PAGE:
Also, Ojuolape Modupe emerged winner of the Flash Fiction category with the short story titled ‘Gone by Kuti’. She went home with a prize of one thousand pounds.
“We received over 1, 300 entries,” explains Toni Kan Nwordi, chair of judges for the Flash Fiction Category, “50 of the entries expressed emotions and issues that affect us as a nation. We read well over 50 stories. We all love the winning story because it relates to us in every way, a highly evocative story.”
In his welcome address, the CEO of Etisalat, Matthew Willsher, says the awards was instituted to celebrate the tremendous wealth of true talents not only in Nigeria but Africa.
“We are delighted again to celebrate the richness and strength of African literature. Etisalat Prize for Literature bears out this year’s theme, ‘Representing the Diversity of African Voices’. Diversity is somehow wonderful in its own right, but its importance is not for its intangible beauty, it is that diversity is a huge source of innovation. Africa’s diversity is increasingly recognised as it brings new approaches to world literature while innovation is very important in the literary world.”
According to him, The Etisalat prize for Literature is the only prize on the continent that celebrates African fiction writing. “In line with our theme for this year, it is about celebrating the diversity of voices on the continent. Diversity aside from beauty is also about a foundation for innovation. Innovation is something we believe in as a company. To compete with better funded companies we had to innovate. Innovation is very important in the literary world.”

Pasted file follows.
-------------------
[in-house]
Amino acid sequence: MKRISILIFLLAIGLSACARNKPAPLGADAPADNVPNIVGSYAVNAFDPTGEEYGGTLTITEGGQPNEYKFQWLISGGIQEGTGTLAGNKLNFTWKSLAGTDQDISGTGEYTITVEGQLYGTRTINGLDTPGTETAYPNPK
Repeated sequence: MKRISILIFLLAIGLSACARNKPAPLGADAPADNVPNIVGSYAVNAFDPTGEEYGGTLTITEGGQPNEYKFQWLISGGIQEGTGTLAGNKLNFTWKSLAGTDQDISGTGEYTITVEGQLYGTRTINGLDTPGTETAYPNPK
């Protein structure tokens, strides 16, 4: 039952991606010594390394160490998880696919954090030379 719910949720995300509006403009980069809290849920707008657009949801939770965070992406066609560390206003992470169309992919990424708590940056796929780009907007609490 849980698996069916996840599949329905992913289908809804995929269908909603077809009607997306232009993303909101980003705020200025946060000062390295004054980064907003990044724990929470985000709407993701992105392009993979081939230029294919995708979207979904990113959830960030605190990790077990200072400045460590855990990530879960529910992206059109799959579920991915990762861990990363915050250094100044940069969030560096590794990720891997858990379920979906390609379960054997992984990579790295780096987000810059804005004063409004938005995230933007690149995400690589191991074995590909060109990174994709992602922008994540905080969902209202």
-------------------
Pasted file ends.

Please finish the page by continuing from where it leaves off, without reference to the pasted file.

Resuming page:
In addition, he says, Etisalat is committed to buying a 1, 000 copies of the shortlisted books novel donation to schools, book clubs and libraries across Africa. Etisalat will sponsor a book tour to three African cities.
In her remarks, deputy Governor of Lagos State and Commissioner of Education, Idiat Adebule who was represented by her Permanent Secretary, Olusola Yinka Ayandele, commends Etisalat its effort in promoting African writing and discovering new talents.
“The award has been encouraging reading culture among youths. It has the potential of discovering new talents. It provides young writers the opportunity to meet great writers and literary critics whom they have admired. It will also help publishers with their businesses with the production of 1, 000 copies to be bought from them by Etisalat.”
The judging panel for the 2015 Etisalat Prize for Literature was chaired by Ato Quayson, Professor of English and inaugural Director of the Centre for Diaspora Studies at the University of Toronto. The panel also comprised writer and editor, Molara Wood; and Zukiswa Wanner, author of Men of the South and London Cape Town Joburg.
The distinguished Patrons of the Etisalat Prize are: noted writer Ama Ata Aidoo (Ghana); Pulitzer Prize winning journalist Dele Olojede (Nigeria); Former deputy editor of Granta magazine and former senior editor at Jonathan Cape, Random House, Ellah Allfrey, OBE (UK, Zimbabwe); writer and scholar, Kole Omotoso (Nigeria); Editor, writer, broadcaster and co-founder of Allison & Busby, Margaret Busby, OBE (UK/Ghana); and novelist, poet and playwright, Zakes Mda (South Africa).